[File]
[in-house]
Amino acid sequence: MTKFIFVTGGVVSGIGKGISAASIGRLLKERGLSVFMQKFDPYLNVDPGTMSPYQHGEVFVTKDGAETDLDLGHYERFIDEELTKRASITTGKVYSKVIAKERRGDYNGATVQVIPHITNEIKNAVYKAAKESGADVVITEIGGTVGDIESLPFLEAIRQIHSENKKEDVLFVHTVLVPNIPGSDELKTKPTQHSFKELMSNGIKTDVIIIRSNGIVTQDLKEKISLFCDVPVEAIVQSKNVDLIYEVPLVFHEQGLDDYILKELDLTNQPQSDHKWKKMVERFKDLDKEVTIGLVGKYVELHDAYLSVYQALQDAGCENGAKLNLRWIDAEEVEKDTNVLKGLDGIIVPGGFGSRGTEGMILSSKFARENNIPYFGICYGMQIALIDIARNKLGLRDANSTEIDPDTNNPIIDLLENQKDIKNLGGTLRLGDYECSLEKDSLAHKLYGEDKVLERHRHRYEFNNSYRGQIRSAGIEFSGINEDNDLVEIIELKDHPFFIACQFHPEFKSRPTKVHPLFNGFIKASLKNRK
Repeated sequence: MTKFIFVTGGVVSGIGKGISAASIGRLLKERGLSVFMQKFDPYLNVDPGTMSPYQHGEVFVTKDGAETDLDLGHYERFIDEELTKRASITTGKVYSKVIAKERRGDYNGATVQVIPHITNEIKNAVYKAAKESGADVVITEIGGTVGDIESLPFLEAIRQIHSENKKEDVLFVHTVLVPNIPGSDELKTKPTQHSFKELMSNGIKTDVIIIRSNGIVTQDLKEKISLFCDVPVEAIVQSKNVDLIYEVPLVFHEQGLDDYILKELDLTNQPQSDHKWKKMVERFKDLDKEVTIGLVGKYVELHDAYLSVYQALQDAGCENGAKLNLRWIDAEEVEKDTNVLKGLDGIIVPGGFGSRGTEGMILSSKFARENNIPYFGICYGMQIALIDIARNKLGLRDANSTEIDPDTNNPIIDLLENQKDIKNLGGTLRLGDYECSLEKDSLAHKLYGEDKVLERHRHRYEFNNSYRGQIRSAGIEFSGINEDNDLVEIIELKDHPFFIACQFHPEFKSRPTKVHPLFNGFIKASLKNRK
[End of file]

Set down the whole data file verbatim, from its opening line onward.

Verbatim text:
[in-house]
Amino acid sequence: MTKFIFVTGGVVSGIGKGISAASIGRLLKERGLSVFMQKFDPYLNVDPGTMSPYQHGEVFVTKDGAETDLDLGHYERFIDEELTKRASITTGKVYSKVIAKERRGDYNGATVQVIPHITNEIKNAVYKAAKESGADVVITEIGGTVGDIESLPFLEAIRQIHSENKKEDVLFVHTVLVPNIPGSDELKTKPTQHSFKELMSNGIKTDVIIIRSNGIVTQDLKEKISLFCDVPVEAIVQSKNVDLIYEVPLVFHEQGLDDYILKELDLTNQPQSDHKWKKMVERFKDLDKEVTIGLVGKYVELHDAYLSVYQALQDAGCENGAKLNLRWIDAEEVEKDTNVLKGLDGIIVPGGFGSRGTEGMILSSKFARENNIPYFGICYGMQIALIDIARNKLGLRDANSTEIDPDTNNPIIDLLENQKDIKNLGGTLRLGDYECSLEKDSLAHKLYGEDKVLERHRHRYEFNNSYRGQIRSAGIEFSGINEDNDLVEIIELKDHPFFIACQFHPEFKSRPTKVHPLFNGFIKASLKNRK
Repeated sequence: MTKFIFVTGGVVSGIGKGISAASIGRLLKERGLSVFMQKFDPYLNVDPGTMSPYQHGEVFVTKDGAETDLDLGHYERFIDEELTKRASITTGKVYSKVIAKERRGDYNGATVQVIPHITNEIKNAVYKAAKESGADVVITEIGGTVGDIESLPFLEAIRQIHSENKKEDVLFVHTVLVPNIPGSDELKTKPTQHSFKELMSNGIKTDVIIIRSNGIVTQDLKEKISLFCDVPVEAIVQSKNVDLIYEVPLVFHEQGLDDYILKELDLTNQPQSDHKWKKMVERFKDLDKEVTIGLVGKYVELHDAYLSVYQALQDAGCENGAKLNLRWIDAEEVEKDTNVLKGLDGIIVPGGFGSRGTEGMILSSKFARENNIPYFGICYGMQIALIDIARNKLGLRDANSTEIDPDTNNPIIDLLENQKDIKNLGGTLRLGDYECSLEKDSLAHKLYGEDKVLERHRHRYEFNNSYRGQIRSAGIEFSGINEDNDLVEIIELKDHPFFIACQFHPEFKSRPTKVHPLFNGFIKASLKNRK